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Key findings from this report are available as an infographic here.In Ontario, the COVID-19 pandemic has exacerbated the ongoing opioid overdose crisis, leading to a significant rise in unintentional deaths due to opioid-related toxicity. Specifically, between February 2020 – the month before Ontario declared a State of Emergency due to COVID-19 – and December 2020, there was a 79% increase in the number of opioid-related deaths across the province. There are a multitude of reasons for this rapid acceleration in opioid-related deaths, including the increasing unpredictability of the unregulated drug supply, reduced access to healthcare services, limited access to community based-programs that support people who use drugs, and increased social isolation, which led to more people using drugs alone. Furthermore, the pandemic has had a disproportionate impact on opioid-related death among people experiencing homelessness, with 1 in 6 opioid-related deaths occurring within this population during the first eight months of the pandemic.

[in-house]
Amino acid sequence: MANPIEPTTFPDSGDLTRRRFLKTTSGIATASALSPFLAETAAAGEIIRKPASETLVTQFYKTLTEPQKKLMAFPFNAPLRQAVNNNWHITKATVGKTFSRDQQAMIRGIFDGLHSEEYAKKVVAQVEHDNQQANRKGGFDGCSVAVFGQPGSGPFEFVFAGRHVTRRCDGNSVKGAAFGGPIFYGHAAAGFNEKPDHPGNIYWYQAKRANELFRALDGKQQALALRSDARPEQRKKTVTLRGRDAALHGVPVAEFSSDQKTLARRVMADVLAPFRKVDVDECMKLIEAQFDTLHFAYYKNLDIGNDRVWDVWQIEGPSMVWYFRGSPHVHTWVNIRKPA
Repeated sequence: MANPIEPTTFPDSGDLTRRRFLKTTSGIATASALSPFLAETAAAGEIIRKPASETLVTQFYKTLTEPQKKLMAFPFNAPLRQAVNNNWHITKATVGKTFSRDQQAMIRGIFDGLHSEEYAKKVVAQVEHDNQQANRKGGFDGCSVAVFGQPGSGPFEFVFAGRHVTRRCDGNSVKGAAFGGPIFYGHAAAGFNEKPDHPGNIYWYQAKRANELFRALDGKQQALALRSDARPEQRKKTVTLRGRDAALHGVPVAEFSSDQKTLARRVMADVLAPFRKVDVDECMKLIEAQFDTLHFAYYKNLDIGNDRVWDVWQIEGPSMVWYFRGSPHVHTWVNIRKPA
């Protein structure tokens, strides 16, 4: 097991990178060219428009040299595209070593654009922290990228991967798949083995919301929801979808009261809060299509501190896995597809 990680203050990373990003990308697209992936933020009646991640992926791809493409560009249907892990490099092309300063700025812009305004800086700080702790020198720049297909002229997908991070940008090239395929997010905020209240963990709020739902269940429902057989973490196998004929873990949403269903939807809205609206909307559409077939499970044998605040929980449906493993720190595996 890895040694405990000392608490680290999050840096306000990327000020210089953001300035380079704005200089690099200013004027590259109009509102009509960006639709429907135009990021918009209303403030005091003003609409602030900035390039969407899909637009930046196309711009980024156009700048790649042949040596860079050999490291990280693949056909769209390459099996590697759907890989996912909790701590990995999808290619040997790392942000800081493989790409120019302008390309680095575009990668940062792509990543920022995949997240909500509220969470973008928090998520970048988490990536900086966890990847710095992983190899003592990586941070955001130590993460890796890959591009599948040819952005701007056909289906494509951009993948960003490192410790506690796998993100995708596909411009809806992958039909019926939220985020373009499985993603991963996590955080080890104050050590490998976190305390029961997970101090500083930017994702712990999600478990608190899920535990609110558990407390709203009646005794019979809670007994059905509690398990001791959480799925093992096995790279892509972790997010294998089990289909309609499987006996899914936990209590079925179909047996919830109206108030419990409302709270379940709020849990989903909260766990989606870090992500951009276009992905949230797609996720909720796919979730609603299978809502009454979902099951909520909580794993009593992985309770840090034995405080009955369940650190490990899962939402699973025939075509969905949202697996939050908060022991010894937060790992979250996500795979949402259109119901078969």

There is an urgent need to better understand patterns of healthcare use among people who died of an opioid-related toxicity during the pandemic, particularly amid the pandemic-mandated disruptions to healthcare services and increasing rates of opioid-related death since the onset of the COVID-19 pandemic. This information will help identify policy- and program-related interventions to improve access to healthcare and other supportive services for people who use drugs, with the ultimate goal of reducing the loss of life due to overdoses in Ontario and beyond. To help address this need, this report describes the characteristics of people who died of an accidental opioid-related toxicity in Ontario prior to the pandemic (March to December 2019) and during the first two waves of the pandemic (March to December 2020). We also report patterns of healthcare use prior to death and compare these characteristics and patterns to people who died of an opioid-related toxicity prior to the pandemic. In addition, this report will focus on describing these same characteristics and patterns of healthcare use among people who were experiencing homelessness in order to inform supportive approaches that can be tailored specifically for this population.